One thing I've found interesting about this Standard format is that so many different two-color combinations seem work. More specifically, in a format where three-color wedges are the norm (Mardu, Jeskai, etc.), removing one of the three colors will often still yield a successful result. For example Remove the blue from Jeskai and red/white is still a powerful deck. Remove the red from Jeskai and you can still battle with a Blue/White Heroic or Blue/White Control deck. Remove the green from Sultai and you can still win with Blue/Black Control.
This is mainly so interesting to me because so many of the two-color combinations are viable right now, from green/white, to red/green, to even the Black/Green Warrior list I played last week. This seems especially unusual when you consider that we're in a three-color block!
Today's deck follows this trend, eschewing the white from Mardu for a Black/Red Aggro strategy. Take a look.
Magic Online user _LSN_ played the list to a Top 4 finish in a recent Magic Online PTQ. He didn't clench the blue envelope (do they still give those away now with the new system?) but he came pretty close. Close enough to pique my interest.
While I named the deck aggro for its seven(!) one-drops, the deck definitely tries to play the midrange role as well with four four-drop dragons and five five-drop dragons (I'm noticing a pattern here). This kind of puts the deck in between aggro and midrange, but it definitely isn't a strictly midrange deck.
Let's take a look and see what it's trying to do before we try and classify the list.
The first thing I found myself asking was whether or not the absence of white for things like Soulfire Grand Master, Seeker of the Way, and Crackling Doom was better than the addition of it. I'm not entirely sure, but I could definitely see the advantage of playing white.
After the first two rounds I was feeling pretty good about the deck; specifically the aggro matchups where we were able to gain four or more life from Foul-Tongue Invocation. But then the wheels seemed to come off.
I actually get really discouraged when I have to show you guys a deck that doesn't perform well. Every time I end up with a record that's less than 3-1, I have a lot of apprehension about showing the deck; sometimes I scrap it and find a new deck altogether which ends up being very time consuming and frustrating, as you can imagine. The main reason I can think is that I'm trying to give you guys options to play for your own events, and when I can't do that or when I can't advocate a deck, I feel like I'm not giving you anything to take away from the article. Melissa keeps trying to tell me, though, that even a deck with a less than stellar record can still teach something. Why specifically the deck doesn't work, for example, or what we could change about it. I think that's very true, but I still feel a slight reluctance. I'm working on that.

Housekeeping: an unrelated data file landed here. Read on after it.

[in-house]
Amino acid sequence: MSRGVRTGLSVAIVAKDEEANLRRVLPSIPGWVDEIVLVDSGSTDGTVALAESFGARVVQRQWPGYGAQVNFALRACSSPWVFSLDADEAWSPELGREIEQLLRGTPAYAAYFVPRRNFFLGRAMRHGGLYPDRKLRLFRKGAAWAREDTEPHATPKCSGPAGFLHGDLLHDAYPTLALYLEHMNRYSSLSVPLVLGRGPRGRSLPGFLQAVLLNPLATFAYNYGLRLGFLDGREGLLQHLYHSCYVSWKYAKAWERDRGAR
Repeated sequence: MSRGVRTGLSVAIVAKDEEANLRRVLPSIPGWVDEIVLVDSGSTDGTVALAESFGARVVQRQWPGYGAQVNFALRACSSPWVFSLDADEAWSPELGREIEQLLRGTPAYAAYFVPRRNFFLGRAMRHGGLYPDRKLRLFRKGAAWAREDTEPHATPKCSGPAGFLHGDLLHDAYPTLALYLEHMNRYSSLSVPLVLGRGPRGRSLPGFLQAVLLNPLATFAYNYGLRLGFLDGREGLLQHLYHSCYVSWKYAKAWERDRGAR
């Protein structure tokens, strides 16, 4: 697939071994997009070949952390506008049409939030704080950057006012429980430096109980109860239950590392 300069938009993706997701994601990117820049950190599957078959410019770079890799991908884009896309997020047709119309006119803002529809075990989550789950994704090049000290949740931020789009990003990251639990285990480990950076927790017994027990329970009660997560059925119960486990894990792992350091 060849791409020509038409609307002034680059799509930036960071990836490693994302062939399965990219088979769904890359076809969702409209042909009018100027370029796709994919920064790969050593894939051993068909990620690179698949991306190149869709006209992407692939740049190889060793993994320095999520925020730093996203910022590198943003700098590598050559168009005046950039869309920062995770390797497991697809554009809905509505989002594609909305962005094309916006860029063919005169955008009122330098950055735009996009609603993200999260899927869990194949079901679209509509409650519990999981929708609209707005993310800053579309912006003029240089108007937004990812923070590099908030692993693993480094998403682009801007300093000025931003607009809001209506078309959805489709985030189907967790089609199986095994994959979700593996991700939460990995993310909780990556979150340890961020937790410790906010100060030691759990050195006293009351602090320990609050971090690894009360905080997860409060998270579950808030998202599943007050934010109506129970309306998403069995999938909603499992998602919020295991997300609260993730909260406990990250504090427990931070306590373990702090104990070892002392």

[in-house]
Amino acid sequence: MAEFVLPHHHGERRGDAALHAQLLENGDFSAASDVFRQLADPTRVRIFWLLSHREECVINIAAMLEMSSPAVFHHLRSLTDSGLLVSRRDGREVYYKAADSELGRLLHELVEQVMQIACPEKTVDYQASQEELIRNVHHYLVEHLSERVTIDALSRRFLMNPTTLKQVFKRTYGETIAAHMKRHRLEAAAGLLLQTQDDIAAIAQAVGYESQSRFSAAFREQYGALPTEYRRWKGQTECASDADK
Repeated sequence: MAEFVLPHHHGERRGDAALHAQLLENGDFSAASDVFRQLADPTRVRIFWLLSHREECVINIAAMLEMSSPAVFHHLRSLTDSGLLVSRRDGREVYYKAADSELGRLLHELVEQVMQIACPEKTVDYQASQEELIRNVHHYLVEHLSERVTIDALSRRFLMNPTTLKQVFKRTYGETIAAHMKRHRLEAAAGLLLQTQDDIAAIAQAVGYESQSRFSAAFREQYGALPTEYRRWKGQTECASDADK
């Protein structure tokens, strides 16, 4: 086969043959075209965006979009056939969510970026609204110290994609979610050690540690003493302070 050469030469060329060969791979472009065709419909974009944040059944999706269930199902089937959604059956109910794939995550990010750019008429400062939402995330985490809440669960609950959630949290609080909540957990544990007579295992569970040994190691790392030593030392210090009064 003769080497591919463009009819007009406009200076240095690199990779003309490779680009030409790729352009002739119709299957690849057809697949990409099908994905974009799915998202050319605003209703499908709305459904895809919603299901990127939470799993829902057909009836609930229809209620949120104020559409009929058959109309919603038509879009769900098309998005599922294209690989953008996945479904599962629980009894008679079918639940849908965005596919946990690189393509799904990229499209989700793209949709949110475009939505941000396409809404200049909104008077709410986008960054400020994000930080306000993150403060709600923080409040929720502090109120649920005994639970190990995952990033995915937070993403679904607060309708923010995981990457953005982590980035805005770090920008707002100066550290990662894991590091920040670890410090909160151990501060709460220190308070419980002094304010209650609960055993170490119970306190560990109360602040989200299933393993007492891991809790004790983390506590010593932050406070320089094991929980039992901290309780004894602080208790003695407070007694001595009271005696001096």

Nevertheless, here we are, and in my opinion, while this deck managed to successfully Top 4 a Magic Online PTQ, it seems like it's trying to do too many different things at once. We have seven one-drops, allowing us to be an aggressive deck, but then we have nine creatures that cost four or more mana. This means that we're going to draw lands as if we're a midrange deck (and the deck has some 25 lands), but we're going to draw cards that would lead us to believe we're an aggro deck (such as Bloodsoaked Champion and Blood-Chin Rager). These are not great cards to draw when we've just played our sixth land, which happens quite a bit with 25 in the deck. There's a reason that monored decks only play about 20 lands: they rarely want to draw too many and their cards don't require that much mana.
I think the best thing I discovered from the deck was how good Scouring Sands could be against the red decks. I would even be compelled to add a third to the sideboard. Ultimately sideboarding was somewhat difficult though, as I didn't want to Remove the aggressive one-drops, as it felt like that would ruin a large portion of our plan, but I also didn't want to Remove many of our high drops because those are some of our most powerful cards. Ultimately I would end up removing some of the excess Zurgo Bellstrikers, a Kolaghan, the Storm's Fury, and the one-of Tymaret, the Murder King; the first and last mostly because they're legendary.
The deck could definitely have explosive starts, but it seemed prone to running out of gas or flooding with numerous one-drop creatures. Our only removal was Draconic Roar and Foul-Tongue Invocation and, while great, these are not the best against decks that go wide with their creatures. Ultimately I like the idea of the deck a lot, but I would definitely feel more comfortable with it if it were skewed more toward the RB Control/Midrange decks that were showing up a couple months back.
As usual, I'll be back on Monday with a sweet Modern brew, but in the meantime feel free to catch my stream on TwitchTV or my brand new podcast with Ali Aintrazi, Freshly Brewed (which you can find on iTunes, Stitcher Radio, or the link below). Thanks for reading and I'll see ya soon!Frank Lepore